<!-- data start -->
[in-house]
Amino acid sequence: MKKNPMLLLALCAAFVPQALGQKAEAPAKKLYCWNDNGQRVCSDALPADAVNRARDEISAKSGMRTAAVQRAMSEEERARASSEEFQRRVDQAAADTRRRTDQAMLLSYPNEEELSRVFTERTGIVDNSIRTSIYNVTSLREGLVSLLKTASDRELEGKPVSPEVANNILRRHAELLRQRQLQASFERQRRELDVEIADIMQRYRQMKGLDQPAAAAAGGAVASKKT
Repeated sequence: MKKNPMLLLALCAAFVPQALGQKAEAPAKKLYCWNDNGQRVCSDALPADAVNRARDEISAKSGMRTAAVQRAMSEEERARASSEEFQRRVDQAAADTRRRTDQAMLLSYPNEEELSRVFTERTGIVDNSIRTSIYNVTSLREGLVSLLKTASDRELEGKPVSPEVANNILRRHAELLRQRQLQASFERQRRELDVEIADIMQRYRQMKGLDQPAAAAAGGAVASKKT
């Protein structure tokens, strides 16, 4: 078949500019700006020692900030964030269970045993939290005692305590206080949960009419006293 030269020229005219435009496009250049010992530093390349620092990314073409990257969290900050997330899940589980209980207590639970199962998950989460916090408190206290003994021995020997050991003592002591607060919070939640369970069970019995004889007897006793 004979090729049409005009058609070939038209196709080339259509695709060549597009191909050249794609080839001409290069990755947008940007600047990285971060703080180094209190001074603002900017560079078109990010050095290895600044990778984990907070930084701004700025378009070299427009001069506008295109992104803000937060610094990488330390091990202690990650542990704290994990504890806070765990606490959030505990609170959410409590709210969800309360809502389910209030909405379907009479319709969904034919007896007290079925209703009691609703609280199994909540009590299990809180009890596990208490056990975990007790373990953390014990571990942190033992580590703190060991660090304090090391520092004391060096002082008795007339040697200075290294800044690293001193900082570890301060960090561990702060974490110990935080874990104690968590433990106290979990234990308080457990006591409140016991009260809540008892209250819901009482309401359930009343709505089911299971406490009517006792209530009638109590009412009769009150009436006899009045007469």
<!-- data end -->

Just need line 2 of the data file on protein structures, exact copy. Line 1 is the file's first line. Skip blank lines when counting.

Amino acid sequence: MKKNPMLLLALCAAFVPQALGQKAEAPAKKLYCWNDNGQRVCSDALPADAVNRARDEISAKSGMRTAAVQRAMSEEERARASSEEFQRRVDQAAADTRRRTDQAMLLSYPNEEELSRVFTERTGIVDNSIRTSIYNVTSLREGLVSLLKTASDRELEGKPVSPEVANNILRRHAELLRQRQLQASFERQRRELDVEIADIMQRYRQMKGLDQPAAAAAGGAVASKKT